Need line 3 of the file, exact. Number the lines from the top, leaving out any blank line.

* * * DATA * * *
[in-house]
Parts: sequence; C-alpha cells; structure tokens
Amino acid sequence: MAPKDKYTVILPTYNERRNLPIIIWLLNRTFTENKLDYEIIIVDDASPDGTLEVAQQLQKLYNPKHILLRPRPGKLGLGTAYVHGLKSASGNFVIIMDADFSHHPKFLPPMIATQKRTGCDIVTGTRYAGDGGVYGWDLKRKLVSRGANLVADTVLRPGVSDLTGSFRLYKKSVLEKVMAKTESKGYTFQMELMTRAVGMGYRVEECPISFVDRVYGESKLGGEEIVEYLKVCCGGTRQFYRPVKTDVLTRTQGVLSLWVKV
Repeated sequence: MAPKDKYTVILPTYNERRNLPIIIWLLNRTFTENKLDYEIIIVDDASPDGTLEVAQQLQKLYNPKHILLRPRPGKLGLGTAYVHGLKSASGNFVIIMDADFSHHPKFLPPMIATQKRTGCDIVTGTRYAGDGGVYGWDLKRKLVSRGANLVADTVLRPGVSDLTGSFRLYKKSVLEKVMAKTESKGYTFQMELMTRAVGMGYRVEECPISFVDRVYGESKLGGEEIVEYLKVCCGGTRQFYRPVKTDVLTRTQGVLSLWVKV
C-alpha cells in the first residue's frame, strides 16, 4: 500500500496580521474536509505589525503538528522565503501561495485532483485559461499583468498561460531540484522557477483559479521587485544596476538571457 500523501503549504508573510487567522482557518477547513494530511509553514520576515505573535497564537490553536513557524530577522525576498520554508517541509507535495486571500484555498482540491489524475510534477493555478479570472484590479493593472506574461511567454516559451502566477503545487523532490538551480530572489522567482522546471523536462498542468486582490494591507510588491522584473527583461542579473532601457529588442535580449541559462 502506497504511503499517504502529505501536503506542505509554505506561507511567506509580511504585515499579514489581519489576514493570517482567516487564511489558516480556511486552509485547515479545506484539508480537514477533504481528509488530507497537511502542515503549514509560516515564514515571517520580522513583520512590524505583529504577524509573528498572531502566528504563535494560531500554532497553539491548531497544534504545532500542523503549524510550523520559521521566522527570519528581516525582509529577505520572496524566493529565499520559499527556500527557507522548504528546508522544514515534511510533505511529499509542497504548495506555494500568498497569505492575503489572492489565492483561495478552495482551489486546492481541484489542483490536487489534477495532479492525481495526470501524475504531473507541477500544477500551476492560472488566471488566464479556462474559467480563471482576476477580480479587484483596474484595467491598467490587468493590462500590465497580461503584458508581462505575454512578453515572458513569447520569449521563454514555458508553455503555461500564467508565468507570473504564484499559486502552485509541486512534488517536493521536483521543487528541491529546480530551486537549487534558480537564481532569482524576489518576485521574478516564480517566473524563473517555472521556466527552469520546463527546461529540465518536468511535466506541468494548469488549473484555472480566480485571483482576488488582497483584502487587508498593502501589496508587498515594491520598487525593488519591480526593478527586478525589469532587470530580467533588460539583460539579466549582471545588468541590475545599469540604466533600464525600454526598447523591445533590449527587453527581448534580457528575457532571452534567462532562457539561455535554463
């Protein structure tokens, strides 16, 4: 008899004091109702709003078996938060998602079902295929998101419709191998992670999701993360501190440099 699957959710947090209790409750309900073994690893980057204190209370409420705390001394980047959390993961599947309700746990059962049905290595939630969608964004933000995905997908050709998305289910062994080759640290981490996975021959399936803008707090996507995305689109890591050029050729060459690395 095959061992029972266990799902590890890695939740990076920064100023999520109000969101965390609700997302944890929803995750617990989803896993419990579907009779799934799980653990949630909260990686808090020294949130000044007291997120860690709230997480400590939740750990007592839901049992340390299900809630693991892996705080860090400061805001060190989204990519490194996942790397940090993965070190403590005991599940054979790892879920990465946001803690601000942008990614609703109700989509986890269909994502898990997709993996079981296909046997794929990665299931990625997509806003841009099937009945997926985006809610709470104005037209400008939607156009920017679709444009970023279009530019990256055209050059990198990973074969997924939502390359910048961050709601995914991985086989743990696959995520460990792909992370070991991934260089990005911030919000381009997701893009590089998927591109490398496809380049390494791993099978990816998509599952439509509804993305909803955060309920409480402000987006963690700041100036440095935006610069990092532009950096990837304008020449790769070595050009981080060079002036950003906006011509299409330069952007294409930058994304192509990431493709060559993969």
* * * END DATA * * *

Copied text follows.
Amino acid sequence: MAPKDKYTVILPTYNERRNLPIIIWLLNRTFTENKLDYEIIIVDDASPDGTLEVAQQLQKLYNPKHILLRPRPGKLGLGTAYVHGLKSASGNFVIIMDADFSHHPKFLPPMIATQKRTGCDIVTGTRYAGDGGVYGWDLKRKLVSRGANLVADTVLRPGVSDLTGSFRLYKKSVLEKVMAKTESKGYTFQMELMTRAVGMGYRVEECPISFVDRVYGESKLGGEEIVEYLKVCCGGTRQFYRPVKTDVLTRTQGVLSLWVKV